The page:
Upon a closer analysis of the matter I have tried the best I can to warn myself of the dangers inherent in the evidence of an accomplice and I am convinced that taking into account all the circumstances, of the matter, I have to prefer the evidence of the accomplice witness over that of the accused persons. As I said the accomplice witness gave her evidence honestly and without difficulties unlike the accused persons who were not flowing in their testimony over and above the fact that they failed to put some crucial aspects of their case to the crown witness only for them to confront the crown with such aspects of their case in their defence which is an indicator of an afterthought.
 According to PW1, before the offence could be committed, there was an agreement between the First Accused, the current second accused and herself that they enter into a deal with Zega who was going to be allowed to take the cigarettes after substituting them in the boxes with pieces of rags or fabrics or cloths. This was to be done for a fee. I have already accepted the evidence of PW1 over that of the accused persons, who I am aware were only required to give only an explanation. I have accepted that all the role players in the theft of the master cases of the Remington Gold Cigarettes acted in furtherance of a common purpose.
 Common purpose is established in our law where two or more people agree to engage or associate in a joint unlawful enterprise. In such a case each one of the said people is responsible for the acts or actions of the other which fall within their common design. See in this regard Philip Wagawaga Ngcamphalala and 7 Others V Rex, Criminal Appeal Case No.17/2002.
 This position was expressed in the following words in Rex v Mfanukhona Dlamini and Another Criminal Case No. 28/2013 at Paragraph 365:-
“Common purpose entails in two or more people agreeing to commit a particular crime or to actively associate in a joint unlawful enterprise. Where the agreement or association is proved, each such accused will be responsible for the specific criminal conduct committed by one of their number, which falls within their common design. See in this regard Jonathan Burchell’s Principles of Criminal Law, Revised 3rd Edition at Page 574, See also S V Therbus 2003 (6) SA 505 (c) as well as Rex V Musa Fakudze and 11 Others High Court Criminal Case No.42/2007.”
 If the evidence of PW1 is accepted in this matter, it follows that common purpose has been proved, when considering the agreement shown to have been reached by the three namely PW1, the First Accused and the Second Accused, to conclude a deal with one Zega whose terms was about the latter being allowed to remove the cigarettes kept at the state warehouse for a fee.
 It was argued by the accused’s attorney that the cigarettes shown to have been removed by Zega with the full cooperation of the accused persons and PW1, from the state warehouse were valueless and in that sense could not be stolen or put differently they were not items capable of being stolen. I must say that I cannot agree with such reasoning. Firstly the crown led the evidence of Gugu Mahlinza who told this court what the value of the cigarettes shown to have been stolen by the accused persons was. It was shown to have run into millions of Emalangeni. In any event, the accused persons are shown not to have released the said items to Zega for nothing but to have been paid agreed amounts after the removal of each consignment which was not consistent with the disposal of valueless items. I therefore find that the cigarettes were items or goods capable of being stolen.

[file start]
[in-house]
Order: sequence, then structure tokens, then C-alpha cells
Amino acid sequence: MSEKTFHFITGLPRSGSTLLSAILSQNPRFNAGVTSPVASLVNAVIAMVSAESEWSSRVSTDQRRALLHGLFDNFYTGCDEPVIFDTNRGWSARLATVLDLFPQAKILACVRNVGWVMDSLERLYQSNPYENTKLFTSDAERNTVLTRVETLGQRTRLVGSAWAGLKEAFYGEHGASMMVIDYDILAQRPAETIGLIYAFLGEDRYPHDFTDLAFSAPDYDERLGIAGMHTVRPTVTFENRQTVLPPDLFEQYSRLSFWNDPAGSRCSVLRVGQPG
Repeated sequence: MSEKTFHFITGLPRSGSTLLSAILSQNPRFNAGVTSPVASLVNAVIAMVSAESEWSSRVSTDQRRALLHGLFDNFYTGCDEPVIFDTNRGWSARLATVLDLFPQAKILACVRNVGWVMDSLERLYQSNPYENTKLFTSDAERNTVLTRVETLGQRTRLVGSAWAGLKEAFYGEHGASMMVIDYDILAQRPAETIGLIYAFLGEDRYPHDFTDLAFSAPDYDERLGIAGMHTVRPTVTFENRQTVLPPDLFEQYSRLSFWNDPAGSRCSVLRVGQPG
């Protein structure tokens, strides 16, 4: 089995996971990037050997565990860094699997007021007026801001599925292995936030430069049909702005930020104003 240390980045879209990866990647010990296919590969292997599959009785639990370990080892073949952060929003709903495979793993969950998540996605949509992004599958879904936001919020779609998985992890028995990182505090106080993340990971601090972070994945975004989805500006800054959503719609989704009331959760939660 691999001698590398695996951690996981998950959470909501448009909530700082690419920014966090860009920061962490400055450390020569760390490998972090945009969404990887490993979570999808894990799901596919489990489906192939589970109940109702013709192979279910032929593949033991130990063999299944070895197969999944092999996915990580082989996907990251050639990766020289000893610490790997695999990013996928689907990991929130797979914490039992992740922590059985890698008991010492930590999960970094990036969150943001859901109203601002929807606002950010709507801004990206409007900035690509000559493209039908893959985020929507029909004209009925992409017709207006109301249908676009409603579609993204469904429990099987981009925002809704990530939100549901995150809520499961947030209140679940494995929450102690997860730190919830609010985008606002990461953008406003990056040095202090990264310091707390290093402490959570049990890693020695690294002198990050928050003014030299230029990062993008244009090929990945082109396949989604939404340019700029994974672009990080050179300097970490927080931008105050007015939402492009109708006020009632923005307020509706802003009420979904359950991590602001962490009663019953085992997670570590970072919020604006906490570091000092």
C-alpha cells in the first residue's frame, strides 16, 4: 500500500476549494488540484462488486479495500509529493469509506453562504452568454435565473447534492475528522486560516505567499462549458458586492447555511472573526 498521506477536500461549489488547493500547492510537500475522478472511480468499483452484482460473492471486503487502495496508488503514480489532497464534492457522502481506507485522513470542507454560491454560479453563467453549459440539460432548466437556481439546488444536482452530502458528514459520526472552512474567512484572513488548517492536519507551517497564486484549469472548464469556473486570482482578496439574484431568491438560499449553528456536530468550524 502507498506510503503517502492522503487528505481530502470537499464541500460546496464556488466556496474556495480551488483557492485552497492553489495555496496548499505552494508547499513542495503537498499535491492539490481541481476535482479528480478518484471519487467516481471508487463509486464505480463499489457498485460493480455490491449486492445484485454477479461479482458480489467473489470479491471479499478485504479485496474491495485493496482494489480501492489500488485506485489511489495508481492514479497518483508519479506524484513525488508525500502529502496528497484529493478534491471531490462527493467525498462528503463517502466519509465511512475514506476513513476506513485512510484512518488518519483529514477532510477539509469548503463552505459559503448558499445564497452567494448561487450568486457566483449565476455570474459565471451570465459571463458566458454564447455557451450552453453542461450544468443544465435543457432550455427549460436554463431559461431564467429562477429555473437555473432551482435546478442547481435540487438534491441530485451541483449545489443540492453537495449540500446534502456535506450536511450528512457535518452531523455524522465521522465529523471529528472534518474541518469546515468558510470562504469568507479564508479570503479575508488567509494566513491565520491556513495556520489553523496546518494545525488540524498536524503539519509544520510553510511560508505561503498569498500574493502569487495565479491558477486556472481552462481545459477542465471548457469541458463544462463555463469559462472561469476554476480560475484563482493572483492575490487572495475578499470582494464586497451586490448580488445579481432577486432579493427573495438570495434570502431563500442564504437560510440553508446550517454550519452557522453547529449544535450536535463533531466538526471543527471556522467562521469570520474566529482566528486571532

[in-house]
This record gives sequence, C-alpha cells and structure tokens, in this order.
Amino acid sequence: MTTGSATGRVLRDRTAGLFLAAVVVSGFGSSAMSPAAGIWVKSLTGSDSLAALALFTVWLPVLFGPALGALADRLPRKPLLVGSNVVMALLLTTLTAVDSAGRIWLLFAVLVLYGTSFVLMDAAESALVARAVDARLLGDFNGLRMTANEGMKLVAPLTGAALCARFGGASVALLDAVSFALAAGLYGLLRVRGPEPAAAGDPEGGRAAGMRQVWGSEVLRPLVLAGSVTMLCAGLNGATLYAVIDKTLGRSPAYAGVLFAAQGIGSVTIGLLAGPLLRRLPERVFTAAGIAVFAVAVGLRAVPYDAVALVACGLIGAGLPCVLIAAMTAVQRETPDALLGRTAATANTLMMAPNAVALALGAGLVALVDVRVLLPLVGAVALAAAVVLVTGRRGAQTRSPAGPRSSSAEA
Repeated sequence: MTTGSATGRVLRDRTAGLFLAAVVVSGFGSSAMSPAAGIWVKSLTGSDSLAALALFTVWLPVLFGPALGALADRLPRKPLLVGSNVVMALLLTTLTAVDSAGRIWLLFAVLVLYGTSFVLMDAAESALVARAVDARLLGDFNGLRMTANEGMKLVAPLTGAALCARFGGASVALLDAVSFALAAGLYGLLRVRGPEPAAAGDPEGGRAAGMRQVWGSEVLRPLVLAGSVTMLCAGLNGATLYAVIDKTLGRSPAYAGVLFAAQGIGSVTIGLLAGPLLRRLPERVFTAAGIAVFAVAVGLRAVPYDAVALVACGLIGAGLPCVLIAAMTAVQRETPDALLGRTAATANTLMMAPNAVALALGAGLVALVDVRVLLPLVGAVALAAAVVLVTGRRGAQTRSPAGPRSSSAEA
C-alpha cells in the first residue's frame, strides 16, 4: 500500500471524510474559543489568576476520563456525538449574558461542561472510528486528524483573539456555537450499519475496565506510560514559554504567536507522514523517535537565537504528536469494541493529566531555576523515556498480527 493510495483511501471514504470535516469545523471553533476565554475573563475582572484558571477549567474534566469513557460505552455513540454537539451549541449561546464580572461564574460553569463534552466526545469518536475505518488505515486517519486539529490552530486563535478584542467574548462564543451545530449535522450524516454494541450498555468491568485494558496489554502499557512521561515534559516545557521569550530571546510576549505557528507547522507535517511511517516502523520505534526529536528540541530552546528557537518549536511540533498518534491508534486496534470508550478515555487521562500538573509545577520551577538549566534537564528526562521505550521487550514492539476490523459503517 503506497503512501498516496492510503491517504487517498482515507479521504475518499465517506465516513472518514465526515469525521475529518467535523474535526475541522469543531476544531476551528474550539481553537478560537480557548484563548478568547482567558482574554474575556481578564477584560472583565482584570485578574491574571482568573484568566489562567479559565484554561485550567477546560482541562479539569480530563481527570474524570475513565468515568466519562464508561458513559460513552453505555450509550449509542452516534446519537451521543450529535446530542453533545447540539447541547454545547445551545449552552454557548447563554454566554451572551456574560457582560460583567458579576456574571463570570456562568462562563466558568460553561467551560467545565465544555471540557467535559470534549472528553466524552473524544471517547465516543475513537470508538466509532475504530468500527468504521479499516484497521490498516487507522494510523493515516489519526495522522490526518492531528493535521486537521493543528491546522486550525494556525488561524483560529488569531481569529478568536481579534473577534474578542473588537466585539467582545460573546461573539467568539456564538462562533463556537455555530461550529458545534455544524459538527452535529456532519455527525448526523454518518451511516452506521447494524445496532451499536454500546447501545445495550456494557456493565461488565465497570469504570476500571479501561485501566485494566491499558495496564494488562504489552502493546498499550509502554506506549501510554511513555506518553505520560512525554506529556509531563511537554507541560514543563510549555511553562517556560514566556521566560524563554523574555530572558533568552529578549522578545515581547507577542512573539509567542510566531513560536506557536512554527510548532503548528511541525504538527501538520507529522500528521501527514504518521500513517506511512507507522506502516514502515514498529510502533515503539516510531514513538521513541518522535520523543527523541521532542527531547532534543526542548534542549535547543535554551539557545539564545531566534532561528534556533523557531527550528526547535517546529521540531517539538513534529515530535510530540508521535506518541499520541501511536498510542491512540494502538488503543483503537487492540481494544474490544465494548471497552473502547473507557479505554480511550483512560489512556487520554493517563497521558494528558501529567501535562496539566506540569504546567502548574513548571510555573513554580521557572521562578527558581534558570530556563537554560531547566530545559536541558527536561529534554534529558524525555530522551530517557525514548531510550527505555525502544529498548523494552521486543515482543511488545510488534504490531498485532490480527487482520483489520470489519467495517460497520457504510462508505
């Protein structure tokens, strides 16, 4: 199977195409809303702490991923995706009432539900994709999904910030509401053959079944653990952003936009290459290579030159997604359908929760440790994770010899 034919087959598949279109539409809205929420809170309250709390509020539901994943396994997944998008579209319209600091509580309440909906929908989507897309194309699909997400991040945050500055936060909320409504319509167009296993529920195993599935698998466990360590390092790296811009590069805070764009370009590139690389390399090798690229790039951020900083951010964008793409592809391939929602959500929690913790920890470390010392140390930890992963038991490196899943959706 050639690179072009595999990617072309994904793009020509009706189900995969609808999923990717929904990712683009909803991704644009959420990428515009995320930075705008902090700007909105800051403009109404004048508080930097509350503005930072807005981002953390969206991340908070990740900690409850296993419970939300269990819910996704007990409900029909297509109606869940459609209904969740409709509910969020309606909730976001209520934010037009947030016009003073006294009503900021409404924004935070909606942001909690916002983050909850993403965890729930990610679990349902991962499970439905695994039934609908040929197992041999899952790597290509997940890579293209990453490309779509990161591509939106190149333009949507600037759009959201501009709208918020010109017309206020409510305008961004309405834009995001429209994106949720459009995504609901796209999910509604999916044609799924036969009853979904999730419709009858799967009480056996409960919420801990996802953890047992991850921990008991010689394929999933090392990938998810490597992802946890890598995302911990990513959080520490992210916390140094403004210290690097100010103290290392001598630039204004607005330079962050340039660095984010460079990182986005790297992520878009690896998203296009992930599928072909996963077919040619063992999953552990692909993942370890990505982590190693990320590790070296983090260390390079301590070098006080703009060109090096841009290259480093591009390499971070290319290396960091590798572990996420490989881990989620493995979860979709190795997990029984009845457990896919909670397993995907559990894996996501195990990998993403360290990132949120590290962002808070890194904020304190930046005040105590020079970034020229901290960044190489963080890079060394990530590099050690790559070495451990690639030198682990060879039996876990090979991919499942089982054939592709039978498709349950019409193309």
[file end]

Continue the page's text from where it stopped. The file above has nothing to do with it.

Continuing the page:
Given the nature of the evidence, including the testimony of the accomplice witness which I have accepted, I do not find it necessary to determine in the circumstances of the matter whether there is any circumstantial evidence available to connect the accused with the offence as suggested by counsel for the second accused. The evidence does indicate that cigarettes contained in the boxes (which were by common cause kept at the warehouse, particularly the controlled section) were stolen and substituted in their stead with pieces of clothes or fabrics. These cigarettes are shown to have been removed utilizing the keys as no break-in is shown to have taken place. The keys were kept by the First Accused during the night. The theft itself could not have occurred during the day because Mr Mamba would be there at the warehouse but could only occur at night in line with the accomplice’s testimony. The accomplice witness who did not keep the keys acknowledges the crime was committed by her together with both David Mlangeni and the First Accused. The other security guard at night, Joseph Gama is excluded by the accomplice witness and is left unscathed by cross-examination leaving out the two accused persons together with the accomplice witness as the only people against whom an adverse inference could be drawn. Like I said I do not need to be conclusive on this point save to indicate why the thought of circumstantial testimony is even contemplated.
 Taking into account all the circumstances of the matter set out above, I have come to the conclusion that the accused persons cannot in law escape responsibility for the master cases of cigarettes stolen at the state warehouse situate in Matsapha and I accordingly find them guilty of the theft of the said cigarettes and I convict them of the offence with which they are charged.
N. J. HLOPHE
JUDGE – HIGH COURT